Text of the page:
This is a guest post by Ricardo "arcee" Cerqueira who takes things apart for sport, on a quest to understand how they work. He currently works on Android devices at Cyanogen.
As people started receiving their Nexus 6Ps, some began freaking out over a new message that comes up on the screen when booting into fastboot mode: “QFUSE: ENABLED,” with wild speculative theories coming up regarding what it does and doesn’t do, what kind of limitations it’s imposing, and wondering if and how it can be “disabled.” So... what’s this qFuse thing, anyway?
Think of an eFuse as the mind’s eye representation of a bit that only flips one way, or something that can only be done once on a piece of writeable flash. Read More
The tireless developers at Team Win released their custom Android recovery for the Nexus 6P and Nexus 5X last week, but at the time it didn't support decryption. This makes working with the stock software (which Google encrypts by default, gleefully thumbing their noses at the NSA and FBI in a show of customer protection) somewhat tricky. But ROM flashers and phone modders can now use the latest version of TWRP on the Nexus 6P with the encrypted stock software, or any other ROM that uses the feature. The latest version is 184.108.40.206. Read More
Google offers this year's Nexus phones in a variety of colors, but if you want sparkly pink, you're out of luck. The company figures there isn't enough of a market for that sort of style. Most other manufacturers would agree. Read More
We're seeing more and more devices come to the market with USB Type-C charging ports instead of MicroUSB. The new standard is reversible, more convenient, and potentially faster and more powerful than the previous Type-A one. (David Ruddock wrote a detailed explanation that I advise you to read in order to understand the intricate details of this new connector.) However, it is creating a bit of a ruffle with consumers who are now opening up their brand new Nexus 5X boxes, for example, only to find a Type-C charger and a single cable included. In order to charge those shiny phones from computers and traditional Type-A chargers, they have to buy new cables and adapters. Read More
Last week, a video of a Nexus 6P being snapped in twain caused quite a ruckus around the internet. But while some people got very worked up over the fact that a grown man can produce enough force to break a 7-millimeter-thin slab of metal, glass, and silicon, others correctly pointed out that the validity of the "bend test" was compromised by the cracked display. Indeed, logic implies that when a phone is half broken, it is structurally weaker than when it is not broken.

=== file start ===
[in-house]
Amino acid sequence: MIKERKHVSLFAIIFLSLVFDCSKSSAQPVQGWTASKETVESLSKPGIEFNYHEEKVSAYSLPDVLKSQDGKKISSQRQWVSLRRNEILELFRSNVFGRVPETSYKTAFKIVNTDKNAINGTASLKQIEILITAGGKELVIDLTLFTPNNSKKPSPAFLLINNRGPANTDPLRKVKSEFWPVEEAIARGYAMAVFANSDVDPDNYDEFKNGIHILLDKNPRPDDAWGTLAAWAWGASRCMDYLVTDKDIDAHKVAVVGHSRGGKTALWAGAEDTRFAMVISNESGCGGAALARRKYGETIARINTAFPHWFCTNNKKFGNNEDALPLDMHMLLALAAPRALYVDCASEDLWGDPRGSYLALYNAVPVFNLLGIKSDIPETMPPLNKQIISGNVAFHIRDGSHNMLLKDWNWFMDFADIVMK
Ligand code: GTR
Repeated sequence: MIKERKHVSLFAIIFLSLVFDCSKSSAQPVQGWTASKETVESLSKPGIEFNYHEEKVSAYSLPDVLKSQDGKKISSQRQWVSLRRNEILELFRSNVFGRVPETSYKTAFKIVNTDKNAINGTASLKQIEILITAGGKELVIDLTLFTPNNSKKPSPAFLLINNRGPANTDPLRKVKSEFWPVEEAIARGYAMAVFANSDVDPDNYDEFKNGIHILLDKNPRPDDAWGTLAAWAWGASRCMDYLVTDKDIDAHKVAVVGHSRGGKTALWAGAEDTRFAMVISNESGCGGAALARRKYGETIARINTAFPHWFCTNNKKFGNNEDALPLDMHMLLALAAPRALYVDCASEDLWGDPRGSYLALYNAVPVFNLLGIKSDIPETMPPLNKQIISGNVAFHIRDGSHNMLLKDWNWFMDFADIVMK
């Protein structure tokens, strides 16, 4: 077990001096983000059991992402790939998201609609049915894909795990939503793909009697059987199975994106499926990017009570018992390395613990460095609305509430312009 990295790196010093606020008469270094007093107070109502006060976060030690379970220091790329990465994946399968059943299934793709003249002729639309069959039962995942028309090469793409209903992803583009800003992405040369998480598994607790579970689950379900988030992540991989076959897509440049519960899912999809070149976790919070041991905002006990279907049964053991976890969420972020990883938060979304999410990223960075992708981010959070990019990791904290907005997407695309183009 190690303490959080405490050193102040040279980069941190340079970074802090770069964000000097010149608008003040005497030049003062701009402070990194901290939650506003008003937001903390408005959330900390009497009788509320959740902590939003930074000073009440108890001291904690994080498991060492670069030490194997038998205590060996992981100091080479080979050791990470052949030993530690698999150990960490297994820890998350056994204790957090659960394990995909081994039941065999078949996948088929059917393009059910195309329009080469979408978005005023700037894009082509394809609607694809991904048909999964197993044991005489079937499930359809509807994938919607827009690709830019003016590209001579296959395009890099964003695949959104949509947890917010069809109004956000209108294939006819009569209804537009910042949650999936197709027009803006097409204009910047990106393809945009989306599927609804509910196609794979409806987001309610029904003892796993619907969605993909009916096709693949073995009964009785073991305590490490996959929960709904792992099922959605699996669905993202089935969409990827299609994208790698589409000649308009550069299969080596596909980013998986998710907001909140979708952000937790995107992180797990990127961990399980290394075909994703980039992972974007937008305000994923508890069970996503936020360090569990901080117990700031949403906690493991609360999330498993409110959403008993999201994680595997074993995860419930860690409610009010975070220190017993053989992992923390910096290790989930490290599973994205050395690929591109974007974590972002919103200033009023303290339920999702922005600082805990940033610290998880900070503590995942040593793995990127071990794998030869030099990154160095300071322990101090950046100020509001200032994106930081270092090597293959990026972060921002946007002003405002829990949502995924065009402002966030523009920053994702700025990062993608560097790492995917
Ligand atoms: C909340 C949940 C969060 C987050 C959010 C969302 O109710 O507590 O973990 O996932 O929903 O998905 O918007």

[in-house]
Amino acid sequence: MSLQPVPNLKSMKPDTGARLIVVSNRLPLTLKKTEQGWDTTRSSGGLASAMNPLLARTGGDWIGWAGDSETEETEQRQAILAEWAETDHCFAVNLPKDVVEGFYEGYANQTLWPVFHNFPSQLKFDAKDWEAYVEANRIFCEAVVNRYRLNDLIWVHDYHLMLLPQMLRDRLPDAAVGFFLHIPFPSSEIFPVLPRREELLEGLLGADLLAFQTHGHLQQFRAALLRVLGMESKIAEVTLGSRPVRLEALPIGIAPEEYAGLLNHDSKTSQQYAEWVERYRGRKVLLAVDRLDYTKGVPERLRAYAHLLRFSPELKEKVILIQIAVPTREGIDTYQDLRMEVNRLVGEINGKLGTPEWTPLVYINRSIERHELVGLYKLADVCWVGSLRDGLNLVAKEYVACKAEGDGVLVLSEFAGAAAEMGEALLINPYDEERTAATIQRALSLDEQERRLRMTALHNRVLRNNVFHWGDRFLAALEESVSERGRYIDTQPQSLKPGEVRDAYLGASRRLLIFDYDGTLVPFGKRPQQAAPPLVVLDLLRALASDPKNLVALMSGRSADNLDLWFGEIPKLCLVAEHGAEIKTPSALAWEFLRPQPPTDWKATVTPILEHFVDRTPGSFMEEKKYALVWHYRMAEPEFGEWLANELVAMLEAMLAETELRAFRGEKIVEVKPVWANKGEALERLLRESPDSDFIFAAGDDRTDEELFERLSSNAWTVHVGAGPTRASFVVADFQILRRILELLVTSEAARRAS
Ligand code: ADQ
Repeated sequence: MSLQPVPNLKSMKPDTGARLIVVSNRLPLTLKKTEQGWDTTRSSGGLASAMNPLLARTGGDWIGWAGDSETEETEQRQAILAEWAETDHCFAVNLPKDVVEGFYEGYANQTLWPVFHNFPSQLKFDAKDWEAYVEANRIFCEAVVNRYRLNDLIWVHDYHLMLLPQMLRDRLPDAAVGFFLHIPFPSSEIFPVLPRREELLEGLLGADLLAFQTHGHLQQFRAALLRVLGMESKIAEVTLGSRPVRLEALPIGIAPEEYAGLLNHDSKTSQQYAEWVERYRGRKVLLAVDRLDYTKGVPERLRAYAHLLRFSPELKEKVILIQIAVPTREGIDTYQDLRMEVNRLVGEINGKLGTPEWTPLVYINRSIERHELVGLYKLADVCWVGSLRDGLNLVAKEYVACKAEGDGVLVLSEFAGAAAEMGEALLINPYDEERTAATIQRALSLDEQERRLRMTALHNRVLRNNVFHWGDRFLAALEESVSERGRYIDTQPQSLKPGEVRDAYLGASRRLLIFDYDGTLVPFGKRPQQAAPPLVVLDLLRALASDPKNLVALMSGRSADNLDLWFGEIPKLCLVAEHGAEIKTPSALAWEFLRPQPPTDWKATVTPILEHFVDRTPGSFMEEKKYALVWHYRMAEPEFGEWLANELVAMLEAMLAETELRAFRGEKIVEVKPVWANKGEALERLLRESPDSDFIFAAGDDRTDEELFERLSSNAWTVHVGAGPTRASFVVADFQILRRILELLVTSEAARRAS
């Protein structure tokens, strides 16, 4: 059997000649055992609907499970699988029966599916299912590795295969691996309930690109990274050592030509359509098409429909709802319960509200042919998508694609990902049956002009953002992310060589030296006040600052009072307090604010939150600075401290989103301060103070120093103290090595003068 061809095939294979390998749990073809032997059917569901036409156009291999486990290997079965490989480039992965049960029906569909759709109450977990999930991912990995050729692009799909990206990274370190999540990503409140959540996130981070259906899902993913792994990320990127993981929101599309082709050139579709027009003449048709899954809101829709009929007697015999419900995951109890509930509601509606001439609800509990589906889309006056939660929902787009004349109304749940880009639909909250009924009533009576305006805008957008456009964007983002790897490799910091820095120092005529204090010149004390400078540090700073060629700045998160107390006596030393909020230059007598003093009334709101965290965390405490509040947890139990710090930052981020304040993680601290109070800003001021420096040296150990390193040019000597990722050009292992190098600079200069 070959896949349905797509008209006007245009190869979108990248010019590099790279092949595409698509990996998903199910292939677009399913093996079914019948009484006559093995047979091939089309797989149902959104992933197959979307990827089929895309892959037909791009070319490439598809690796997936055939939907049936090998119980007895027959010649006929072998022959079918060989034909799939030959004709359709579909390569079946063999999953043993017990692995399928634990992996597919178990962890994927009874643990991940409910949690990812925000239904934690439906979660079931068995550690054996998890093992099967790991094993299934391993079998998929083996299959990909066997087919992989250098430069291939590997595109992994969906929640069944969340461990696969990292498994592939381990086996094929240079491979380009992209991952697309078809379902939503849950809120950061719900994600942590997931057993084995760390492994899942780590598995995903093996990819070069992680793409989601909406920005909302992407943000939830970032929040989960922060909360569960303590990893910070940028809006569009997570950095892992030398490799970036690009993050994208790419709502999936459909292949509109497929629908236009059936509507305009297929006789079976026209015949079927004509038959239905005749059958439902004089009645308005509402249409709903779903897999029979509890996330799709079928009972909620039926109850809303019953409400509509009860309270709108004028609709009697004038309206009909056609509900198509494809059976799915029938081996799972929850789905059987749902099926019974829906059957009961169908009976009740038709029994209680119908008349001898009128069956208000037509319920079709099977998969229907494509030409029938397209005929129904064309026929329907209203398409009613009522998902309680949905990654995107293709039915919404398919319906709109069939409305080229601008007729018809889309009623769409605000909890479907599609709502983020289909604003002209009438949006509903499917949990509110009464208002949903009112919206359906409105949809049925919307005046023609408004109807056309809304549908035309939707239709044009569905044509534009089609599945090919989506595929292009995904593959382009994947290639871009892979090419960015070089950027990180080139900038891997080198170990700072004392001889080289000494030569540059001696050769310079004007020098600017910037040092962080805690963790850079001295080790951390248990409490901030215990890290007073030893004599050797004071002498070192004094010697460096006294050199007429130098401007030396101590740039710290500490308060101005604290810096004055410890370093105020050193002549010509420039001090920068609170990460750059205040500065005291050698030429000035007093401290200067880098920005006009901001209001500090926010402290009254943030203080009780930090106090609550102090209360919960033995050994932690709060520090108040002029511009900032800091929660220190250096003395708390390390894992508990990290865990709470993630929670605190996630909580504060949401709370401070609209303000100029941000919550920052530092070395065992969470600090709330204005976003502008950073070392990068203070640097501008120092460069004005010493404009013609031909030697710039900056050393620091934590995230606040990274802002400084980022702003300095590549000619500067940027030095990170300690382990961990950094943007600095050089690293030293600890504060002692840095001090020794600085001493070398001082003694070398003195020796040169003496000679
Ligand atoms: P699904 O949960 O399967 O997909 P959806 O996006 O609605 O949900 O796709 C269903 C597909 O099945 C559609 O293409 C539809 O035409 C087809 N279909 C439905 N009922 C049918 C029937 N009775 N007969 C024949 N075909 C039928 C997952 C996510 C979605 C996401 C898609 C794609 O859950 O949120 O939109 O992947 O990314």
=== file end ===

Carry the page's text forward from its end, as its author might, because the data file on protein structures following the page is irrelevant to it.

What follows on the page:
Wanting to prove his point, the YouTuber proceeded to buy another Nexus 6P over the weekend and film one more video of himself attempting to break it. Read More
Google promised monthly security updates for Nexus devices, and so far, the company has delivered. It's November 2nd, and we're now receiving this month's dose of security patches. Over-the-air updates are heading out to devices, but if you rather get the goods now, factory images are already up. Read More
You can (allegedly) buy a Nexus 6P from the Google Store. Heck, that's basically the only place that comes to mind. But if you don't think you can get the phone elsewhere, you're wrong. Huawei will also sell you the phone directly from its site. Read More
The "bend test" has been a thing ever since Apple redesigned the iPhone in 2014. It didn't take long for people to notice the new thinner phones could be bent fairly easily (this was "bendgate"). So, now that everyone is worried about how easily phones bend, YouTubers have taken it upon themselves to test that. One video in particular has made waves as it purports to show the new Nexus 6P folding in half like a piece of wet cardboard. However, this video misrepresents the build-quality of the phone. Read More
If you've been eying the Nexus 6P but haven't been able to pick it up due to supply constraints, now may be the time to do it. The following 6 configurations are no longer listed as Sold Out on the U.S. Google Store:
- Frost 128GB
- Graphite 32GB, 64GB, and 128GB
- Aluminium 32GB and 64GB
The Nexus 5X had a surprisingly good repairability score of 7 when it was examined inside out by iFixit, but the Nexus 6P... not so much. In the teardown for this device, the aluminum unibody 6P was found to be very difficult to open and disassemble. Even "simple" repairs of this device are far from simple for most people. Read More